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Old 04-26-2016, 03:11 PM   #1
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Cyanobacteria

Hi. I am a freshwater keeper but was wondering how the salty dawgs handle outbreaks of cyano.

What do you deem the cause? How do you get rid of it?

I'm curious because the freshwater crew say that too little nitrate and too little flow is the cause where I've read salty's attribute the cause to too high nitrate and phosphate which I am dosing a lot of in my planted tank.

Thanks.


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Old 04-26-2016, 03:25 PM   #2
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you need to control nutrient input (nitrate/phosphate) and light cycle.
removing it entails scrubbing and siphoning.


I managed mine by a good cleaning, 3 day blackout and forcing algae growth to predominantly occur in the refugium.
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Old 04-26-2016, 04:22 PM   #3
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It's actually a bacteria and not an algae it's often caused by as above nutrients or an imbalance between phosphate and nitrates.
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Old 04-26-2016, 04:36 PM   #4
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you need to control nutrient input (nitrate/phosphate) and light cycle.
removing it entails scrubbing and siphoning.


I managed mine by a good cleaning, 3 day blackout and forcing algae growth to predominantly occur in the refugium.

Controlling nitrate/phosphate. Can you please expand on this.


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Old 04-26-2016, 04:51 PM   #5
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Controlling nitrate/phosphate. Can you please expand on this.


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feeding less, avoiding flake foods, rinsing frozen foods, 1 day fasts twice a week, reducing photoperiod, etc.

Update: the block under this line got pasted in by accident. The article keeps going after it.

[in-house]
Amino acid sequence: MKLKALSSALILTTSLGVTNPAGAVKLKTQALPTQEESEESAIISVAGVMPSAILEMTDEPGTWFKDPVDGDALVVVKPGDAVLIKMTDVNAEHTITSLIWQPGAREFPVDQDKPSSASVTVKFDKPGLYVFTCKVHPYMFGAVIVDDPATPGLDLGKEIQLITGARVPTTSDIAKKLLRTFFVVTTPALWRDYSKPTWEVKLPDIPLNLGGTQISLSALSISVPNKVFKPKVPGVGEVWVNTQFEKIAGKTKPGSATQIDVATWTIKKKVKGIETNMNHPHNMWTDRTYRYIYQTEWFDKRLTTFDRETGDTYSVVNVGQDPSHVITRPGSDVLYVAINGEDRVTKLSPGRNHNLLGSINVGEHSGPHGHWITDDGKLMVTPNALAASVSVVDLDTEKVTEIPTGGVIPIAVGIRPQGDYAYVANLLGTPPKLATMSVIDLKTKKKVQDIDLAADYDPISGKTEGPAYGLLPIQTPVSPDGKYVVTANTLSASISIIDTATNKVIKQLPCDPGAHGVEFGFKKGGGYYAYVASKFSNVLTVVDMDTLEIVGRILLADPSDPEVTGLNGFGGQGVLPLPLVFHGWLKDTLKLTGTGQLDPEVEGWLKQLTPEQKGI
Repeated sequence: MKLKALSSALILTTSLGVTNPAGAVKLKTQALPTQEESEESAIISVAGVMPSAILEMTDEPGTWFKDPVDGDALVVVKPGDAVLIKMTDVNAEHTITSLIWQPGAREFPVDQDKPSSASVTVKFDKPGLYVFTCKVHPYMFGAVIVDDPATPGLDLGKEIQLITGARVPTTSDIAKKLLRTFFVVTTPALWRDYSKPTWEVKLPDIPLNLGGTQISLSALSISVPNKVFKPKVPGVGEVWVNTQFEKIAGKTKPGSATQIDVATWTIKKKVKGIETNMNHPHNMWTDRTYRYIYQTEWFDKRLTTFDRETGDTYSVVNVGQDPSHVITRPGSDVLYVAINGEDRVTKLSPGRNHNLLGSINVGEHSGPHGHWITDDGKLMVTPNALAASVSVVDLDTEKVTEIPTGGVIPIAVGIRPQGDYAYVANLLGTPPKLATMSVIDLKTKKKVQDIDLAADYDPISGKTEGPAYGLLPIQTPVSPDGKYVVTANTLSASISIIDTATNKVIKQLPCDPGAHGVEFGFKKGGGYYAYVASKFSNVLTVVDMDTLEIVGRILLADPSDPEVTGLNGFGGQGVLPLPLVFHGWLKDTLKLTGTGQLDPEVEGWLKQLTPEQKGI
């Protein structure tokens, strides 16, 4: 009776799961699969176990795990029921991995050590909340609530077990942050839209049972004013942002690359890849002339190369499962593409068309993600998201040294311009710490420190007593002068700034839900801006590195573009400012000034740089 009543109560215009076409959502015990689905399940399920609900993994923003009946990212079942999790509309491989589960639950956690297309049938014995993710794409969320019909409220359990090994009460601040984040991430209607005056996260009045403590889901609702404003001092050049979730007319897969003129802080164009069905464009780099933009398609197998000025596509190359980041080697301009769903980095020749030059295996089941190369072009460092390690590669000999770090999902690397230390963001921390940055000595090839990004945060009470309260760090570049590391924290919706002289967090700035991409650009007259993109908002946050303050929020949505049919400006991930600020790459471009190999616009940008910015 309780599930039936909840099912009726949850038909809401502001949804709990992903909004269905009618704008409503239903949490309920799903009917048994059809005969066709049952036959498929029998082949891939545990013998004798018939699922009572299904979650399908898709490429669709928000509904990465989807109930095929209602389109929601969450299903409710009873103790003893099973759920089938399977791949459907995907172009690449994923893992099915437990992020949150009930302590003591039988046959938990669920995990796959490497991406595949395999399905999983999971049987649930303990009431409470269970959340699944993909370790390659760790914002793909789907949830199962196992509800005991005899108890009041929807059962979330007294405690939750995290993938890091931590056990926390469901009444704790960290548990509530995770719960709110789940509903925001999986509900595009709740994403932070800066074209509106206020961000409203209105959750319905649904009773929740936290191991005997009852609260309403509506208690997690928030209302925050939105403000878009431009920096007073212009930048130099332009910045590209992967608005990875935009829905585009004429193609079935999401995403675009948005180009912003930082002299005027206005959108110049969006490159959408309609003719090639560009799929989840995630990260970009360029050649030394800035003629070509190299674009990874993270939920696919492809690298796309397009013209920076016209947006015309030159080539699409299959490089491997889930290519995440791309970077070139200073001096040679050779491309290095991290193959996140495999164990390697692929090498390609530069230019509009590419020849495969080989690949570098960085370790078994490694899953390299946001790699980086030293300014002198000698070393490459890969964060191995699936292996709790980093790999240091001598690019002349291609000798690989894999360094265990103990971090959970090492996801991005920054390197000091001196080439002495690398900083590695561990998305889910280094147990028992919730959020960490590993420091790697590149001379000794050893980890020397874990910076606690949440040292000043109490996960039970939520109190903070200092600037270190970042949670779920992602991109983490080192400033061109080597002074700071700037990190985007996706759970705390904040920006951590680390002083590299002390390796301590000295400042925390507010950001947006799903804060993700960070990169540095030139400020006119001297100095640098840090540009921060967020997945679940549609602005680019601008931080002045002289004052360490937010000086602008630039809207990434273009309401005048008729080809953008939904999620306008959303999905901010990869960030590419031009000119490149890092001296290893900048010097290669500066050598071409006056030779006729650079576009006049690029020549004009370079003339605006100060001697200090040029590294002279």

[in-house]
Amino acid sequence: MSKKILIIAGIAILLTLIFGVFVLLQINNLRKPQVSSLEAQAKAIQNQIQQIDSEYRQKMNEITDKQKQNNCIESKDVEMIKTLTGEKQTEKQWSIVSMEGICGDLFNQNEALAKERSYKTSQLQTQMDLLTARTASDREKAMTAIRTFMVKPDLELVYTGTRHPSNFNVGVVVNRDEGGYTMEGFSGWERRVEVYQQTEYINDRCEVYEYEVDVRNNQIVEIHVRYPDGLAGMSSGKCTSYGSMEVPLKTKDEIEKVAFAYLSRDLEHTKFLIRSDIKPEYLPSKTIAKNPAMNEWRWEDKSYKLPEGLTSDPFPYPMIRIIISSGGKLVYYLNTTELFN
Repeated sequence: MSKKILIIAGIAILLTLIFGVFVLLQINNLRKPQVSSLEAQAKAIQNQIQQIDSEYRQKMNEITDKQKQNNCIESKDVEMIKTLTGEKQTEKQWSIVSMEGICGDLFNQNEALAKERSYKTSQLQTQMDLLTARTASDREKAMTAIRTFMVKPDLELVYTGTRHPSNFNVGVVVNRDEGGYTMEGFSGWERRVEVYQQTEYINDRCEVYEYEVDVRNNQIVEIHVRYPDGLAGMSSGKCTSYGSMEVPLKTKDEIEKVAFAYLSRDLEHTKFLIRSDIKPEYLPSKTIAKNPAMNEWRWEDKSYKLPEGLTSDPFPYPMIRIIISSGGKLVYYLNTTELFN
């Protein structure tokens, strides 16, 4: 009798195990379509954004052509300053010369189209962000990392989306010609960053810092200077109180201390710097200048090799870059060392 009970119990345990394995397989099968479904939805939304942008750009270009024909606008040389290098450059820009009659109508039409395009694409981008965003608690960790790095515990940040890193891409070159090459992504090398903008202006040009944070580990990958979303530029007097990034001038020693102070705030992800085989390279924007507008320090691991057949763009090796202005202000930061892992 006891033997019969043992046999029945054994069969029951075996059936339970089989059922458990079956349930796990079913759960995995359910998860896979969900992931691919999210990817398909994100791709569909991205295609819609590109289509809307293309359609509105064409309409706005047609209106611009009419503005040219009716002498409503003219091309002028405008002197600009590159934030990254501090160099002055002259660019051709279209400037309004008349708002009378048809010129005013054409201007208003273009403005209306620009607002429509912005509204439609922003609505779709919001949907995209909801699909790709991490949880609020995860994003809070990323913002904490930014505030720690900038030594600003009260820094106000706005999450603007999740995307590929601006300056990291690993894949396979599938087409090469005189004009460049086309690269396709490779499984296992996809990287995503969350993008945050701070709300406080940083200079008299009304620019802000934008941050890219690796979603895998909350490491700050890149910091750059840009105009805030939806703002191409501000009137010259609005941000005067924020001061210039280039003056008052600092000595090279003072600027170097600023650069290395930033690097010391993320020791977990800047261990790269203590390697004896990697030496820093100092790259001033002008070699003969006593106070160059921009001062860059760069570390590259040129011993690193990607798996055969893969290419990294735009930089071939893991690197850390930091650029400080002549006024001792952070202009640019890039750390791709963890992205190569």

but in freshwater you want a certain degree of nitrate and phosphate, far more than is desirable in reef tank.
are you playing a balancing game right now with nitrate/phosphate?

not entirely sure how well the two compare or if it is even the same bacteria involved, but couldn't hurt.

while it is a bacteria, it is still photosynthetic so lighting plays a big part.
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Old 04-26-2016, 06:02 PM   #6
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Old 04-26-2016, 06:31 PM   #7
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Thanks to both.

I run both purigen and carbon in my canister filter and perform 50% water changes weekly. I only have 21 small fish in a 46 gallon tank and feed 1 small pinch of flake food daily and skip feeding at least once a week. Nitrates and phosphate are depleted when I don't add them due to the plant uptake. This was confirmed by both nitrate and phosphate (not wholly accurate) liquid test kits reading 0ppm and the green spot algae that ensued I on my leaves (common indicator of low phosphate in freshwater).

I can't see how the tank contains much dissolved organics. High nitrate and phosphate do remain consistent with your theories but many people overdose both in planted tanks and do not see Cyanobacteria.

Will have to think on this one. I could switch to live food for a while.


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Old 04-27-2016, 11:19 AM   #8
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Yeah in salt water it is "easier" sort of in that it is desirable to have undetectable levels, but for a planted tank it is a balancing game.
Odd given the particulars of your set-up that you would be having any issues at all.
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